Is Oregon’s TOLLS about “congestion relief”?

ODOT say’s it’s not about the revenue

My comments to the Regional Transportation Council Board Nov. 7th, 2017.

http://www.cvtv.org/vid_link/24251?start=152&stop=354

RTC remarks – Nov 7th 2017

Let me begin by thanking ODOT for allowing Clark County to pick their representative on the “Value Pricing Policy committee. Eileen Quiring will do a superb job.

Last night the Vancouver City Council got briefed on Oregon’s “Value Pricing” and the Policy Advisory Committee. The stated purpose of “Value Pricing” was to REDUCE CONGESTION.

They were told that 72% of Oregon citizens say congestion is a very serious problem.

We agree!

The ODOT rep said the Oregon legislature took a “comprehensive approach to congestion relief.” Their version of comprehensive included 4 areas.

#1 – Bottleneck relief.

#2 – Transportation Options – specifically mass transit, bike & pedestrian travel.

#3 – Freight rail  – getting trucks off the road by putting more freight on trains.

#4 – Value Pricing.

IF the REAL GOAL is not “revenue generation” but reducing congestion, then I would suggest their “comprehensive” approach was not very comprehensive.

An easy, no-cost “help” in reducing some congestion would be to eliminate the ONLY HOV lane in Oregon. Try it for one year and see if traffic flows faster on I-5 northbound.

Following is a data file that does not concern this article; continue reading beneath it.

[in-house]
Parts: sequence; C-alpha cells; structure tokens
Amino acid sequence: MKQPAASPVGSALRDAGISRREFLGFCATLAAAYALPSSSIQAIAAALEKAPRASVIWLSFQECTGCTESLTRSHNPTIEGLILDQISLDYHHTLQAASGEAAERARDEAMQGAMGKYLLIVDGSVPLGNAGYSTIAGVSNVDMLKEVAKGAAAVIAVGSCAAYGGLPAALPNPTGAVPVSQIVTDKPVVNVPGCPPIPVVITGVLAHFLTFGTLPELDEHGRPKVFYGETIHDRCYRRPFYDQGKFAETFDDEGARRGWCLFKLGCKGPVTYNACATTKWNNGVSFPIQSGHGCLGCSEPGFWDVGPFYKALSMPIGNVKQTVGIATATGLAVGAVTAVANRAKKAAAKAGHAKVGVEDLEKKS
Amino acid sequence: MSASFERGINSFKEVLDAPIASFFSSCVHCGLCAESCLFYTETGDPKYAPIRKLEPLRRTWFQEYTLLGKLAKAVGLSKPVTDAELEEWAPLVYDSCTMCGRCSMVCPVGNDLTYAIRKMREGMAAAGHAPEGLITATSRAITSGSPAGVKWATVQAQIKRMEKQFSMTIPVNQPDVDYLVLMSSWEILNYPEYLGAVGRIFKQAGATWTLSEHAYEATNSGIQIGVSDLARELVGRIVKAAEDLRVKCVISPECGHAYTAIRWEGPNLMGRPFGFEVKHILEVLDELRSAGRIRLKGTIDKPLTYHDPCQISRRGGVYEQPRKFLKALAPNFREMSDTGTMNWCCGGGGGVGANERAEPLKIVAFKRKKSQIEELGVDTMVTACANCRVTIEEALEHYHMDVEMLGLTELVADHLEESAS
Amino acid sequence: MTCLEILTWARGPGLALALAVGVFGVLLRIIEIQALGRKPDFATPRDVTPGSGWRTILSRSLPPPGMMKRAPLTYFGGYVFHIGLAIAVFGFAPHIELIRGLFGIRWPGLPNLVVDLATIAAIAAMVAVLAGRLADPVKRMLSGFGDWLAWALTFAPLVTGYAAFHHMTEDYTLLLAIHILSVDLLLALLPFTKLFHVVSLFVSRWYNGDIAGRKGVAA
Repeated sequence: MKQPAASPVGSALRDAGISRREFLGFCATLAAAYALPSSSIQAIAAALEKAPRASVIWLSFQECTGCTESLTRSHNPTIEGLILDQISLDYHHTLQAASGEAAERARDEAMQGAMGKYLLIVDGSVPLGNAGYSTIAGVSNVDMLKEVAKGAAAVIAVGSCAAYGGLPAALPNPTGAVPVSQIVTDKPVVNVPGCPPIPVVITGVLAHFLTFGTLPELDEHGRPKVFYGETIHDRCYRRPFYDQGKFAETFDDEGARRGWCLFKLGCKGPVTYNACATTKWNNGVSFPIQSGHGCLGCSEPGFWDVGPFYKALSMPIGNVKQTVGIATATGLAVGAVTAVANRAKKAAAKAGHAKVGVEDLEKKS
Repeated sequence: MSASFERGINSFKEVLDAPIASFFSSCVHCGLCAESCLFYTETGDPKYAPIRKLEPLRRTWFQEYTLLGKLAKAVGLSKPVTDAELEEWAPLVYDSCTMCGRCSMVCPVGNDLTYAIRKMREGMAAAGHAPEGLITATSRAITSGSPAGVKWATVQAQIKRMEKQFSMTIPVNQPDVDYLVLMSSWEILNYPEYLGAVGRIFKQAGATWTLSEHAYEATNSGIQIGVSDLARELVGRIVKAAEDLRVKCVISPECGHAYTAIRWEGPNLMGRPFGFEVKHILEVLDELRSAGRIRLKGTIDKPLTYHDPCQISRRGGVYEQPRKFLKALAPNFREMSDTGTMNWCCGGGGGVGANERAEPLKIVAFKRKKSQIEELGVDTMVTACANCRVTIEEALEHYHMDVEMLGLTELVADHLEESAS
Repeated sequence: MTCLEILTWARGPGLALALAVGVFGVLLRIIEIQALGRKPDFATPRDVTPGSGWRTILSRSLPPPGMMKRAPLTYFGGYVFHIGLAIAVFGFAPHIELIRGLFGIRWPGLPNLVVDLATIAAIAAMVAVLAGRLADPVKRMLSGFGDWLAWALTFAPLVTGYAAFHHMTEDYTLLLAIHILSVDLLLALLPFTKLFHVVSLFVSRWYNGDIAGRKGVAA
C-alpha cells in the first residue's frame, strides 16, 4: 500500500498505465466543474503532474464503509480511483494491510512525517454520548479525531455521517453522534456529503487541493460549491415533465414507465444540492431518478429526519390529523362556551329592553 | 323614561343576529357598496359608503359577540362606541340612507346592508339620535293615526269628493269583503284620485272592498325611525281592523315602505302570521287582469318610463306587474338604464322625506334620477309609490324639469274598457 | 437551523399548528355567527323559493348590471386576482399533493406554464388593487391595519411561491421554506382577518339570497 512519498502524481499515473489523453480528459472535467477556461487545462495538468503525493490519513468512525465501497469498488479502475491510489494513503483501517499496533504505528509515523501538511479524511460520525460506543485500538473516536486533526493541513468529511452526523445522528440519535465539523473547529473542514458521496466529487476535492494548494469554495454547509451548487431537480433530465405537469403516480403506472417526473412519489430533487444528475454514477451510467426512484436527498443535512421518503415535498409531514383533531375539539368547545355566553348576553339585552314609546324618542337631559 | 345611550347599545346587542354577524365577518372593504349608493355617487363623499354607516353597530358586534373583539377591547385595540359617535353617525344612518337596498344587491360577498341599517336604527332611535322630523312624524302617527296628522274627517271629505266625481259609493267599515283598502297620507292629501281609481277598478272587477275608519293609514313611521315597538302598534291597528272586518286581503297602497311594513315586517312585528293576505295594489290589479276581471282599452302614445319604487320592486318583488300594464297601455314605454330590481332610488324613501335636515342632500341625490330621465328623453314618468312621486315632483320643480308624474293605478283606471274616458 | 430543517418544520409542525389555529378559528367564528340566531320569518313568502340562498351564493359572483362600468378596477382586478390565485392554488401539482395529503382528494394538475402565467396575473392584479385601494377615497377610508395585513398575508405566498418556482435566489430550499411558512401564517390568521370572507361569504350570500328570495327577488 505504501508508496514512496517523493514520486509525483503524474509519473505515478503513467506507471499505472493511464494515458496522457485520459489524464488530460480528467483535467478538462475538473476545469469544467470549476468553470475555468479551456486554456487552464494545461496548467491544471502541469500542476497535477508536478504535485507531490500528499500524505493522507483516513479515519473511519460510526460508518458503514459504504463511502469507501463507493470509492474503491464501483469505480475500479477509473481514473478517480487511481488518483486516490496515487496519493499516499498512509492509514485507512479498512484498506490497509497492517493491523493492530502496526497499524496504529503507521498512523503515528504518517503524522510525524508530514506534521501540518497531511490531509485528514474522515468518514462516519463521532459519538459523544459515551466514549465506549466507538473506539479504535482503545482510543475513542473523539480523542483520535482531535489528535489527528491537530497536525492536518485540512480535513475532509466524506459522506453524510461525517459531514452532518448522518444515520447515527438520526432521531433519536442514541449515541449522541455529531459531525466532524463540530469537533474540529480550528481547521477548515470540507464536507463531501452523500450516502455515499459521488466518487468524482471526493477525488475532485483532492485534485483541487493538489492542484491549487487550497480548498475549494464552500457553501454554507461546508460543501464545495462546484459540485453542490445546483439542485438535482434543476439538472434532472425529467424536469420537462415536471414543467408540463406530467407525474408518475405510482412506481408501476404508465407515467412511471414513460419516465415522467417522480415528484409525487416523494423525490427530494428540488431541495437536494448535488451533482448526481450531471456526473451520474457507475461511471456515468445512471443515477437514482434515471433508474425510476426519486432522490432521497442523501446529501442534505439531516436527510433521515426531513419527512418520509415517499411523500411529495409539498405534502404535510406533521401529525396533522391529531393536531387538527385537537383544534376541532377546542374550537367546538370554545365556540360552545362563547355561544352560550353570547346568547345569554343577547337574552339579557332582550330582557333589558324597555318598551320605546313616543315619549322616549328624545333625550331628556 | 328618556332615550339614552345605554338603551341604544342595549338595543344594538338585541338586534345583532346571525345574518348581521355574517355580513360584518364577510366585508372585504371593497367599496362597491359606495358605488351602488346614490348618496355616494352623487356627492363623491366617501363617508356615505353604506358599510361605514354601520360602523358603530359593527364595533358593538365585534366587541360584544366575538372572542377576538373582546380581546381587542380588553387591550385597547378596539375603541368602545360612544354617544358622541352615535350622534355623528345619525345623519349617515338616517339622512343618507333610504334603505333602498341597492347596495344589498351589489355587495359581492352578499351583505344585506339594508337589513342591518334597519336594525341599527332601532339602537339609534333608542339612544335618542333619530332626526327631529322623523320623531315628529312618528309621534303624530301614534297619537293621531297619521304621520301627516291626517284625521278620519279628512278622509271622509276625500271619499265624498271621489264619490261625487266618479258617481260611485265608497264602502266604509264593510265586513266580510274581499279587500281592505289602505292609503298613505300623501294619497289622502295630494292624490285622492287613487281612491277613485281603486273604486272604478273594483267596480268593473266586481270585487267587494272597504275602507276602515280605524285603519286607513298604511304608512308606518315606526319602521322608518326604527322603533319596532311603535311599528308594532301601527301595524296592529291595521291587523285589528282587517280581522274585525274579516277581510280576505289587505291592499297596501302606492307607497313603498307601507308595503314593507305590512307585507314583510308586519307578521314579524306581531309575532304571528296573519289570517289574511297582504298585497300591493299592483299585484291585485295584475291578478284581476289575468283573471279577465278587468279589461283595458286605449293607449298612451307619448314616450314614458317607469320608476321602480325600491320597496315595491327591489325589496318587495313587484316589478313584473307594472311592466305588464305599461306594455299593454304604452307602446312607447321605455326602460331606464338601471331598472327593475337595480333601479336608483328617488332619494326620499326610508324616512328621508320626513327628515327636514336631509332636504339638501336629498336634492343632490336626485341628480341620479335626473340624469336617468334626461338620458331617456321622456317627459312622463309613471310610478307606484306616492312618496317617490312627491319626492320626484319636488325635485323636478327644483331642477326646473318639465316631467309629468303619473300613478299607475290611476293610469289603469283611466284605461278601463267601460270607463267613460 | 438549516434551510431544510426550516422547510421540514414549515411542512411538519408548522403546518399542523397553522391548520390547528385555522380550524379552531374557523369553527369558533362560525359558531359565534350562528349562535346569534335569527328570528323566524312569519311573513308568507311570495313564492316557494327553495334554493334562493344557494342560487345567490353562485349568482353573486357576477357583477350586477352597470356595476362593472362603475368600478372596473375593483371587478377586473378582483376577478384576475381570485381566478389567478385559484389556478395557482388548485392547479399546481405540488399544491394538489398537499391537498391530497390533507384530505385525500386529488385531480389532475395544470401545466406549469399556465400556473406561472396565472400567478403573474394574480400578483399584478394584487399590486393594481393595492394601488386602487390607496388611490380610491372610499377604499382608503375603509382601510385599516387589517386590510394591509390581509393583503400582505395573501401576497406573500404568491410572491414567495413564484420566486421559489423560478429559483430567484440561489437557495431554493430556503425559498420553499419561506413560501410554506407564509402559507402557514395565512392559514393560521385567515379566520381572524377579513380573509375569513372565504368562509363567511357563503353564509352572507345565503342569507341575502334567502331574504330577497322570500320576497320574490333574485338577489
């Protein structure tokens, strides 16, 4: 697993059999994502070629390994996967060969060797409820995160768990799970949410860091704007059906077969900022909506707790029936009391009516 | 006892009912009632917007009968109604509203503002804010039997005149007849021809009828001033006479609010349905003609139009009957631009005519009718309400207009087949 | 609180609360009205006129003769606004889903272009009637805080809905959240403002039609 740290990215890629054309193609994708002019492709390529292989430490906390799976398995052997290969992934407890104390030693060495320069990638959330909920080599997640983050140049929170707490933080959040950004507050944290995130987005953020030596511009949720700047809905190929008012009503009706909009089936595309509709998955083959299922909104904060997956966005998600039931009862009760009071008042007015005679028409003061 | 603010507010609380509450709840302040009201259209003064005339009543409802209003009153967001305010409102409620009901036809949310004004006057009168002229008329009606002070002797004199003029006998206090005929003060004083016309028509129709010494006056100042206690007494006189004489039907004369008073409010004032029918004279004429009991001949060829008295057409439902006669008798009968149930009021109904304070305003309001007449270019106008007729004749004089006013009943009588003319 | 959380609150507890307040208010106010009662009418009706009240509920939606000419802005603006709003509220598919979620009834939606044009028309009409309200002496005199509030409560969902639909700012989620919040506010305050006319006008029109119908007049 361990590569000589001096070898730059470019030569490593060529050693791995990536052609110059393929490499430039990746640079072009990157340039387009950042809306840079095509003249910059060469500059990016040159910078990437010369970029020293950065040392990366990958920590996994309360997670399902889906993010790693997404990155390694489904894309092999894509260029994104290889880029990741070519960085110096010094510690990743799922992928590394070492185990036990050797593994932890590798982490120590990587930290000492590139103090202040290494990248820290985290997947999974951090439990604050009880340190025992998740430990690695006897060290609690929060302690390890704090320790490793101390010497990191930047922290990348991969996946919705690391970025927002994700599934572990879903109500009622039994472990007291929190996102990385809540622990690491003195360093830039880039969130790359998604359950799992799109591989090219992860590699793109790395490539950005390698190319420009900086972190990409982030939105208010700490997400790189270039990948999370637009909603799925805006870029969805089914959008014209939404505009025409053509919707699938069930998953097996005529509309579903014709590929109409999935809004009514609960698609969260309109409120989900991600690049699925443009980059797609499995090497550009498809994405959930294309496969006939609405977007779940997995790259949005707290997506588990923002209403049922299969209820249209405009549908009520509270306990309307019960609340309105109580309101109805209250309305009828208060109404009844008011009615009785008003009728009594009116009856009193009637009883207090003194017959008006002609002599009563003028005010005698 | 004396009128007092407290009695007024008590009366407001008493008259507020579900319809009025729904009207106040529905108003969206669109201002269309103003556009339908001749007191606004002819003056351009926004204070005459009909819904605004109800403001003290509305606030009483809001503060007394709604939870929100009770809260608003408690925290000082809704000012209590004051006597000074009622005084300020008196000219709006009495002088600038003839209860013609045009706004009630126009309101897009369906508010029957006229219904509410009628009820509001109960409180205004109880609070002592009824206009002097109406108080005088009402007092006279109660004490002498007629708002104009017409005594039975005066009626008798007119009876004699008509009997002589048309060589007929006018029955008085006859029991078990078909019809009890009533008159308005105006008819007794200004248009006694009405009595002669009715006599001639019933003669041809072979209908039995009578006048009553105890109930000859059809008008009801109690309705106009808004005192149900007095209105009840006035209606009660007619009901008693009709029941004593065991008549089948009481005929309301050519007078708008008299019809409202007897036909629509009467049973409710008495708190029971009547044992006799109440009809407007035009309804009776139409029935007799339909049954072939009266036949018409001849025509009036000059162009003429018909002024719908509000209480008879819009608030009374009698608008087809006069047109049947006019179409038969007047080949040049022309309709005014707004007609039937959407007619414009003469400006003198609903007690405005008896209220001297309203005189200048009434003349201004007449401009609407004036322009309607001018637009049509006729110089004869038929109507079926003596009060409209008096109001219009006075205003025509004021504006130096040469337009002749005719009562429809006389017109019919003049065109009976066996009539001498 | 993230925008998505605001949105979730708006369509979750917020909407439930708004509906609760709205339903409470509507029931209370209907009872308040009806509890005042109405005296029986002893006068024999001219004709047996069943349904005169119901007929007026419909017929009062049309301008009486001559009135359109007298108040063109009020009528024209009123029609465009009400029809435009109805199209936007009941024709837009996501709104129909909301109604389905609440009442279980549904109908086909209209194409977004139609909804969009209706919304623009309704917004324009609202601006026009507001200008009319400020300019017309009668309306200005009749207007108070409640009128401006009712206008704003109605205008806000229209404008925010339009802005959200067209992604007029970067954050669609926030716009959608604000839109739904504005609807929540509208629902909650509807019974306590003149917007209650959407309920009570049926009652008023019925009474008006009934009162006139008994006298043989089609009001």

Next – “comprehensive” would also include TWO extremely important areas.

#1 – ADDING new through lanes on I-5 in the congested area. Adding more capacity to respond to the increased “demand” is common sense.

#2 – creating a BYPASS, so that all car & truck traffic bound for Washington County & the coast doesn’t have to go thru downtown Portland and the 3-lane Vista Ridge Tunnel.

This option would help in THREE areas. It would reduce the number of vehicles on I-5; reduce vehicles on I-405, and reduce vehicles on Hwy 26. That’s a TRIPLE WIN.

Our region had a planned “ring road” to bypass the crowded inner Portland core back in the 1970’s. We built the eastern half of the ring, I-205. Sadly, we failed to build the western half of the ring road.

For real congestion relief, look at what I-205 did for I-5. We built a new transportation corridor. There was an immediate 18.5% reduction of traffic on I-5. It took a decade before vehicle levels using the Interstate Bridge reached pre-I-205 opening levels.

With the Portland area now congested over 12 hours a day, there is no realistic way drivers can “shift” their travel to the “other” 12 hours. There are no alternate transportation corridors.

Let’s get some real congestion relief going.

Finally, let’s not punish SW WA citizens who already are paying over $200 million per year in Oregon income taxes.

Don’t allow for TOLLS “at the border”.

Fix the congestion by adding legitimate vehicle capacity.